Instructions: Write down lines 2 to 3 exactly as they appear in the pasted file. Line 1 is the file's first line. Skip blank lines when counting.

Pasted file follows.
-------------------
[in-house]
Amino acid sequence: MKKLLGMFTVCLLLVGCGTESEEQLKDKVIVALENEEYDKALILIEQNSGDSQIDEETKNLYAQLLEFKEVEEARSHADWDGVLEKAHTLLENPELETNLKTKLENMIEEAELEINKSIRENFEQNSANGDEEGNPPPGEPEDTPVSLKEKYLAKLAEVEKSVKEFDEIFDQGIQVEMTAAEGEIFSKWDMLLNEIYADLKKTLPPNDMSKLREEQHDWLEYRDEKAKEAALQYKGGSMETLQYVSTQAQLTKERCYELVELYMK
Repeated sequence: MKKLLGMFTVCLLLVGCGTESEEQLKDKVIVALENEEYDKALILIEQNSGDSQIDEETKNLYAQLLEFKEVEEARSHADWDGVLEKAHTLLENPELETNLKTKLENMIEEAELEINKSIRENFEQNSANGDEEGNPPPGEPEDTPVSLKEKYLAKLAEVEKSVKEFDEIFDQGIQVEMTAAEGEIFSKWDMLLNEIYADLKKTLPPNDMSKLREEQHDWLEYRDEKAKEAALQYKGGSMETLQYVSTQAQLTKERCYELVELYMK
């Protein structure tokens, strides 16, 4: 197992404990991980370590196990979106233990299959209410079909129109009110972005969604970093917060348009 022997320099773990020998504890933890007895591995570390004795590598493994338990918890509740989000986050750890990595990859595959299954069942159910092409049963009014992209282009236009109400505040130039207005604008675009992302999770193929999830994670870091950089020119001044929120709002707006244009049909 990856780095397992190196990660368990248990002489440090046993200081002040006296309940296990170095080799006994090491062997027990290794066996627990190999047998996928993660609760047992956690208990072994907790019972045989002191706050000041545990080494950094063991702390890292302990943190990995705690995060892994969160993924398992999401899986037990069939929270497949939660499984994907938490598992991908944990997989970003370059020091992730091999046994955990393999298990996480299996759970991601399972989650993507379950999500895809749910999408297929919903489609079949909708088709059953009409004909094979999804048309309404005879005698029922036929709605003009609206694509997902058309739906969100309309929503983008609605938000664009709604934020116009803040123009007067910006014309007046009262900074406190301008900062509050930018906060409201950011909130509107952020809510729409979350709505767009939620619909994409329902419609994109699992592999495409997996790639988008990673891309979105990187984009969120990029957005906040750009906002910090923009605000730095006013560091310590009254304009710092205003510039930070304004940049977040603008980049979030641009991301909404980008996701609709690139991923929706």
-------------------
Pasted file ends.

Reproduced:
Amino acid sequence: MKKLLGMFTVCLLLVGCGTESEEQLKDKVIVALENEEYDKALILIEQNSGDSQIDEETKNLYAQLLEFKEVEEARSHADWDGVLEKAHTLLENPELETNLKTKLENMIEEAELEINKSIRENFEQNSANGDEEGNPPPGEPEDTPVSLKEKYLAKLAEVEKSVKEFDEIFDQGIQVEMTAAEGEIFSKWDMLLNEIYADLKKTLPPNDMSKLREEQHDWLEYRDEKAKEAALQYKGGSMETLQYVSTQAQLTKERCYELVELYMK
Repeated sequence: MKKLLGMFTVCLLLVGCGTESEEQLKDKVIVALENEEYDKALILIEQNSGDSQIDEETKNLYAQLLEFKEVEEARSHADWDGVLEKAHTLLENPELETNLKTKLENMIEEAELEINKSIRENFEQNSANGDEEGNPPPGEPEDTPVSLKEKYLAKLAEVEKSVKEFDEIFDQGIQVEMTAAEGEIFSKWDMLLNEIYADLKKTLPPNDMSKLREEQHDWLEYRDEKAKEAALQYKGGSMETLQYVSTQAQLTKERCYELVELYMK